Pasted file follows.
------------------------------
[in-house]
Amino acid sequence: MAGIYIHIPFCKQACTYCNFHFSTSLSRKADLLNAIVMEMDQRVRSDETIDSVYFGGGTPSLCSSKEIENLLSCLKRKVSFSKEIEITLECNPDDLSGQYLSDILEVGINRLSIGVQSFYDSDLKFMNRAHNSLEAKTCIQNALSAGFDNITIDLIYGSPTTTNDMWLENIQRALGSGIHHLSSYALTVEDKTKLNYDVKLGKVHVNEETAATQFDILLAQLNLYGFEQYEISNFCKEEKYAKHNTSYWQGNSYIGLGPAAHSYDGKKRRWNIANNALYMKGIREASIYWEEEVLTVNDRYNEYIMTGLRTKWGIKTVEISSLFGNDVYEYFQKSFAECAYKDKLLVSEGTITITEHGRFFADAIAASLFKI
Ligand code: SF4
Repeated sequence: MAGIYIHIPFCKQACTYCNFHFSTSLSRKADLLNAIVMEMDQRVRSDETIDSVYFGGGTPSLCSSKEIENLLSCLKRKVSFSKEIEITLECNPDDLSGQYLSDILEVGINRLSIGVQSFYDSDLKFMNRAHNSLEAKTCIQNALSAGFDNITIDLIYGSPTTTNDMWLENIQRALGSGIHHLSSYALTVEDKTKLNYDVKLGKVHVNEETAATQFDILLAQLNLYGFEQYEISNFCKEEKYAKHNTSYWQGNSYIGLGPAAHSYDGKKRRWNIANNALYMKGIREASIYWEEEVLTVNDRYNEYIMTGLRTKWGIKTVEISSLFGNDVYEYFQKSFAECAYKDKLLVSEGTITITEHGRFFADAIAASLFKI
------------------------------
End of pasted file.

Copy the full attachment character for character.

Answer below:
[in-house]
Amino acid sequence: MAGIYIHIPFCKQACTYCNFHFSTSLSRKADLLNAIVMEMDQRVRSDETIDSVYFGGGTPSLCSSKEIENLLSCLKRKVSFSKEIEITLECNPDDLSGQYLSDILEVGINRLSIGVQSFYDSDLKFMNRAHNSLEAKTCIQNALSAGFDNITIDLIYGSPTTTNDMWLENIQRALGSGIHHLSSYALTVEDKTKLNYDVKLGKVHVNEETAATQFDILLAQLNLYGFEQYEISNFCKEEKYAKHNTSYWQGNSYIGLGPAAHSYDGKKRRWNIANNALYMKGIREASIYWEEEVLTVNDRYNEYIMTGLRTKWGIKTVEISSLFGNDVYEYFQKSFAECAYKDKLLVSEGTITITEHGRFFADAIAASLFKI
Ligand code: SF4
Repeated sequence: MAGIYIHIPFCKQACTYCNFHFSTSLSRKADLLNAIVMEMDQRVRSDETIDSVYFGGGTPSLCSSKEIENLLSCLKRKVSFSKEIEITLECNPDDLSGQYLSDILEVGINRLSIGVQSFYDSDLKFMNRAHNSLEAKTCIQNALSAGFDNITIDLIYGSPTTTNDMWLENIQRALGSGIHHLSSYALTVEDKTKLNYDVKLGKVHVNEETAATQFDILLAQLNLYGFEQYEISNFCKEEKYAKHNTSYWQGNSYIGLGPAAHSYDGKKRRWNIANNALYMKGIREASIYWEEEVLTVNDRYNEYIMTGLRTKWGIKTVEISSLFGNDVYEYFQKSFAECAYKDKLLVSEGTITITEHGRFFADAIAASLFKI